Pumping helium through a personal compressor (English)
The easiest way of blending trimix is by partial transfilling from storage bottles.
However, once the supply pressure drops it gets hard to get enough pressure in your dive tanks.
Especially with the expensive helium it gets very ineffective after a while since it’s getting very hard to remix anything and it becomes necessary to just empty your tanks before blending it again… which is a waste of perfectly good gas.
One solution is a booster pump, but they tend to be quite expensive and slow once the storage bottle pressure gets low.
You can also get adventurous and try pumping it with your compressor… which is what I do.
Doing this is not hard.
The hardest part is providing the helium to the compressor.
There are several ways of doing it ranging from bleeding the helium into a garbage bag, or filling via an old demand regulator… and supplying that to the compressor intake.
However I use an industrial pressure regulator.
These things can be bought fairly inexpensive from your local gas supplier.
Mine had an integrated flow restrictor and a l/min readout for argon and CO2.
I removed the flow restrictor since my Bauer Junior needs a lot more flow than the reg. could provide.
Now the flow meter becomes a normal IP pressure gauge with no flow restrictor anymore. (but still has the l/min scale)
From the regulator I fix a 2m piece of 18mm flexible garden hose.
This will transport the helium to the compressor and act as some sort of buffer to dampen the pulsing nature of the compressor intake.
On the other side I shoved a piece of aluminum pipe with an outside diameter of 20mm into the hose and clamped it down.
This pipe fits perfectly into the compressors (Bauer Junior) intake without the need of O-rings etc.
Now it’s time to get pumping…
What I do is turn the IP adjustment of the regulator all the way down…
Then I open the storage bottle all the way…
The first gauge should read the storage bottle’s pressure.
The second should read “0”
Insert the pipe with garden hose into the compressor intake.
Now adjust the IP slowly to “some” pressure… I use 1 bar overpressure…
The first time it takes a little trial and error to find the sweet spot, but the idea is to start the compressor and immediately adjust the IP to somewhere above “0”… because the high compressor flow will cause a severe pressure drop inside the hose and you don’t want the compressor “sucking” on your regulator creating a vacuum and wearing your compressor out, thus you need to slightly increase the IP of the regulator and therefore increasing the flow so that there is a slight constant atmospheric overpressure in the hose.
You will see the needle bounce a little bit up and down above the “0” point on the scale, this is the setting you want…
Once you have figured out the sweet spot, you can set the IP to this setting next time before you start and not have to adjust any more.
In my case it is around 1 bar overpressure, or 8l/min on the second gauge scale…
After I start the compressor the needle drops to just above “0”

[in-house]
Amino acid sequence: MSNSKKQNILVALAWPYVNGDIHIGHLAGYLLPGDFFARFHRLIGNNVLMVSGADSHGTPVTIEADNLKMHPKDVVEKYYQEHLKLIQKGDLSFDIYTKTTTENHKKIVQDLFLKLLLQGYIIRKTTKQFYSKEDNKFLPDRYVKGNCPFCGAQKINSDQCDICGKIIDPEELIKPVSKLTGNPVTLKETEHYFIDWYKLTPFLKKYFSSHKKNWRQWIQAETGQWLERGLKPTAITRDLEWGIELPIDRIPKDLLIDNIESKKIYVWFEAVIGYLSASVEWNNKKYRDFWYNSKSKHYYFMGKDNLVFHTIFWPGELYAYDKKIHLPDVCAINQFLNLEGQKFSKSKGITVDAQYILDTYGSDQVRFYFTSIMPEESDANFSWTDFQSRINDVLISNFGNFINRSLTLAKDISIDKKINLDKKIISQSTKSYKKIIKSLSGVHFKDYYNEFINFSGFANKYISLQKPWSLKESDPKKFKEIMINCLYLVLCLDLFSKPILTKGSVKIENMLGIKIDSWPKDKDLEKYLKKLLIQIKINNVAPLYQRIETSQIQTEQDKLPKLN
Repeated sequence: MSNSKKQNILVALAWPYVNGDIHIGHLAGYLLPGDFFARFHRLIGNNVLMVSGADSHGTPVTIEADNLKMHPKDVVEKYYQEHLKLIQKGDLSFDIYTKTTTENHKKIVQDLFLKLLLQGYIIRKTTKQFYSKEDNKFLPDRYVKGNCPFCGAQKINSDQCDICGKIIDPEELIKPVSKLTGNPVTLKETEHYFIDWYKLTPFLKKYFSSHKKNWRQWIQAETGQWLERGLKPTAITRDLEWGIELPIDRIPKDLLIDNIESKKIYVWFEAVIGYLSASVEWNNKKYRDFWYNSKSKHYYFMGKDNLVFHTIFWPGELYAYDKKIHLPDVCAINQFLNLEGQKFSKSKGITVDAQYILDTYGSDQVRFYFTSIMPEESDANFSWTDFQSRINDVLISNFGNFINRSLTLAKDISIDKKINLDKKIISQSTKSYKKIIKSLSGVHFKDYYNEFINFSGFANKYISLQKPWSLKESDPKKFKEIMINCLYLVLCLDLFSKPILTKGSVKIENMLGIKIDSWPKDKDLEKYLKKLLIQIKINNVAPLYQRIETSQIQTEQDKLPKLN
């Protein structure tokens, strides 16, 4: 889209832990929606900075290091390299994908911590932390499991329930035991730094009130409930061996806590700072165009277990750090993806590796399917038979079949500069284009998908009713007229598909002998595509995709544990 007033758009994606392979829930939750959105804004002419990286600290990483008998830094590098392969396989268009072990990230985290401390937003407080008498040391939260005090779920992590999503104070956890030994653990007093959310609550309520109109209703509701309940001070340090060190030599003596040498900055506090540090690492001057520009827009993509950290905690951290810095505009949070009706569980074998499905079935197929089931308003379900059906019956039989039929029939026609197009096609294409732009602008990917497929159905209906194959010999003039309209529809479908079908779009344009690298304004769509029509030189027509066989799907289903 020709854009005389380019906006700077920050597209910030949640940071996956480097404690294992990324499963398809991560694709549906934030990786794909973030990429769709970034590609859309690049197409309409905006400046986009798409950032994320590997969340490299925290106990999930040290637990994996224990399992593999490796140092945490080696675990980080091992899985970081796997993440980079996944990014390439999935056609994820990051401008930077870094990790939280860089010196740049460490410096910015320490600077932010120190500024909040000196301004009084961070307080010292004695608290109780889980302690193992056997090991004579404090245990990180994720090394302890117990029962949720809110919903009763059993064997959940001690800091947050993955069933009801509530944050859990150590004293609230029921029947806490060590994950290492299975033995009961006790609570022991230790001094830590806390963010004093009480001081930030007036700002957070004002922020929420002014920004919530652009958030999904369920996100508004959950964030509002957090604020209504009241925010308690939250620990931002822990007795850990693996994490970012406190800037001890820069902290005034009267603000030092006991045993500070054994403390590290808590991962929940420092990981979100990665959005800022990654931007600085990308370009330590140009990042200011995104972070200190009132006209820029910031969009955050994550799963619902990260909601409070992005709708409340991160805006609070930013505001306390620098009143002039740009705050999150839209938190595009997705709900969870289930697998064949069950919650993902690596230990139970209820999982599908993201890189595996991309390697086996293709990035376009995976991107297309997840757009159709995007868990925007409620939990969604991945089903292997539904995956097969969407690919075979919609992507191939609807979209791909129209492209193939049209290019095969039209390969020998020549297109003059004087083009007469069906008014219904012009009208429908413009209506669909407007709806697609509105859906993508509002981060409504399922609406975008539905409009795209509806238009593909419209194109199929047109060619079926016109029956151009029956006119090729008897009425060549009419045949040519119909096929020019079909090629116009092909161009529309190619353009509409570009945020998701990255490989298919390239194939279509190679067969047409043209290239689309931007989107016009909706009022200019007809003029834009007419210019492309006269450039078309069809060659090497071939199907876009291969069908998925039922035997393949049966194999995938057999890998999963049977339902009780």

To stop I first pull off the hose from the compressor intake, shut it down and close the storage bottle’s valve.
I also use this setup to boost argon… In fact all the pictures on this page are while topping off my small argon travel-buffer.
However, with argon the compressor tends to heat up pretty fast and I limit pumping only by starting with a cold compressor and limit times to 10min max… which is enough to top off the small 10l cylinder I use for transfilling it into my dive argon bottles.
After which I let the compressor cool down completely…
Don’t forget to let the compressor run a couple minutes after pumping argon to flush out all the argon or you will pump it into your diving cylinders next time, and argon seems to be very narcotic.
I found the compressor doesn’t heat up much when pumping helium, but the electric drive engine gets very hot when pumping high pressures for a long time like +250bar…
Also the compressor flow begins to stall indicating the helium starts to bypass the final stage plunger…
!!!Watch the intake regulator during pumping!!!
You will notice the IP creep up because of the compressor flow reduction…
I generally don’t find a need to pump helium higher than 200 bar… so it doesn’t present a problem.
It is also advisable to use synthetic oil in your compressor…
Normally all recent compressors come with this oil, but old types may still have mineral oil which can’t stand as much heat as synthetic oil and will break down faster.
BEWARE: usually you can’t just drain the mineral oil from your compressor and pour synthetic oil into it…
Please refer to your manual for proper oil change procedures.
Filling this way has made logistics a lot simpler and more efficient.
Now I can pump helium on top of an existing mix and top it off with nitrox from my continuous blender…
But even without a nitrox stick it is still very efficient since O2 is cheap and being able to scavenge every bit of helium helps; also only having 1 storage bottle in stock keeps bottle rental down…
Don’t be tempted to start pumping pure oxygen through your oil lubricated compressor!!!
Chances are it will go up in flames with a big bang!!!
And always keep an eye on your setup when pumping helium/argon.